A Home of Peace and Harmony

Sarah Tolle – Homify Canada Sarah Tolle – Homify Canada
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These Japanese architects know a thing or two about minimalist design. This well-balanced apartment building is modern without being showy, dynamic without being busy, and edgy without going over the edge. Simple colour contrasts, the use of natural materials, the strategic placement of plant life throughout the home, and clean lines make this Japanese home a minimalist abode fit for anyone looking for some peace of mind. Add that together with the design's emphasis on letting the natural elements like the ample sunlight and and the sprawling garden shine through, and you've got a harmonious space that exudes inner peace.

The Surroundings

A beautiful, productive garden sets the stage nicely for this minimalist house, which presides over the garden with large windows. Perhaps the best thing about minimalism is that it doesn't attempt to out-do nature; this design is no different. The construction is simple and rather plain, letting your attention focus on what really matters – the abundant vegetable garden

Vantage Point

As pictured in this distinct angle, the apartment benefits from a higher vantage point than many of its surroundings. This is helpful for getting enough natural light by rising above any shade or shadows, and it's also a practical solution for people who'd like to keep an eye on their crops.

First Impressions

The exterior of the home gives the plant life center stage, and the interior is no different. Upon entering the home, the first impression is reminiscent of nature, purity, and cleanliness. With no overabundance of furniture or art hanging from the walls, the layout of this entryway allows a viewer to visually explore all of the interesting lines, angles, and shapes of the apartment's design. This entryway is dynamic (without being busy), featuring circular stairs, a cut-out square ceiling, the softness of leaves, and the strong rectangular angle of both the vertical beam and square planters.

The Dining Room

This is the kind of dining room where anyone could feel at ease – and it turns out that you don't really need much to create that calming effect. A solid but lightly toned wooden table sits in the middle of the room under a low lamp that creates coziness in the open space. A wall of shelves line the wall on the right, a parallel arrangement which, along with the alignment of the table, lengthens the room (not to mention, these parallel lines are easy on the eyes). Perhaps best of all, the floor-to-ceiling window is completely unobstructed, and the sunlight simply streams in. Just add a good book or a hot morning tea, and you're set.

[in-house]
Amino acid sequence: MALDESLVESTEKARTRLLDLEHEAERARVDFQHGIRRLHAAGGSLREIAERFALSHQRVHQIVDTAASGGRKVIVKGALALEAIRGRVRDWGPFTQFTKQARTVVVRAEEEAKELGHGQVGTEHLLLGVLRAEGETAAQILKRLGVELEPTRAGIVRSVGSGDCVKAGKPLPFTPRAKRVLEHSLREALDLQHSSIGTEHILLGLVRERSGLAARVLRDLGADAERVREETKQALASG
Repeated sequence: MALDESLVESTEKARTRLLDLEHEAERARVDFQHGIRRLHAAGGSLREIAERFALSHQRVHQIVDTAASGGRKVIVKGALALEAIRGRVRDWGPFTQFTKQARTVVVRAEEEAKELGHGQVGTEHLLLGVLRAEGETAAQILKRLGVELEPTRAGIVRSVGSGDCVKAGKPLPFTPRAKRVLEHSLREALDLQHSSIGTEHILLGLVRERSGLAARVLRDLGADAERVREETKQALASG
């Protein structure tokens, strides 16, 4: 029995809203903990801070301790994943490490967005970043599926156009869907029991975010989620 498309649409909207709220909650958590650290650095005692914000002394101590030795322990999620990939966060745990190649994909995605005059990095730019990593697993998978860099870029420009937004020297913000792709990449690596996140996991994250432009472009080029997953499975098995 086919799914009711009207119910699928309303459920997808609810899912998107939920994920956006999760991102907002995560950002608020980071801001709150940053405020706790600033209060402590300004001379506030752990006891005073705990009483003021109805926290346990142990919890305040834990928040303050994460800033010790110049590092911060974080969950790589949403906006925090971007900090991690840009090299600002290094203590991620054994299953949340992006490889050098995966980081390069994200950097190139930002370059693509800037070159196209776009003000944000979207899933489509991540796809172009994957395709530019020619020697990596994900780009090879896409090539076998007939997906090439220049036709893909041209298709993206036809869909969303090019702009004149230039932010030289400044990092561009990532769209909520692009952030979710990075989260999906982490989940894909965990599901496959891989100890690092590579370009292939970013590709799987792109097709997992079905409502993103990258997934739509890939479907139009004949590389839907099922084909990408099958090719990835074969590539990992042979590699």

Up, up, and away!

The house benefits from height on the exterior, and the architects carry the viewer up and away with the interior as well. Plants reach for the sky, stairs spiral upward into a well-lit space, and the angled skylight draws attention upwards, as does the vertical beam. With a lower dining room ceiling and raised ceiling beside it, this design strikes the perfect balance between lofty and cozy.

Bringing the Outside Inside

The floor-to-ceiling window creates the sensation that one can come and go as freely as they'd please, meshing the outdoors with the indoors. Consider the hammock (usually an outdoor accessory) anchored on the vertical wooden beam, and you've got an sensory blend of the natural and the man-made. 

Dynamic Spiraling Stairs – with a View

So often, stairs are hidden away in the tightest, darkest spaces of a home. Here, the circular stairs offer a chance to view the garden while descending on their lightly varied wooden planks. The opposite of imposing, this staircase is light and dynamic with its fine white railings.

The Loft

This long, lofted bedroom isn't as cramped as you'd expect an attic bedroom to be. The consistent white walls keep things light, the window lets in plenty of light, and the vertical beams work to visually push the ceiling upwards. 

A Well-Lit Home, Even at Night

This home is a light show, even at the dusky hour pictured here. Shadows from the skylight create visual interest, and a few well-placed sources of light keep the home bright enough for activity, but also dim enough to signal the ending of a day. Even as the sky darkens, this apartment lives in harmony with its surroundings, keeping time with the light cycle of nature. 

Looking for more minimalist inspiration? This home is just one of many beautiful spaces featured on homify - here's another Japanese home ideabook that blends tradition with modernity.

Inspired by this minimalist home? Feel free to share your insight below.
modern Houses by Casas inHAUS

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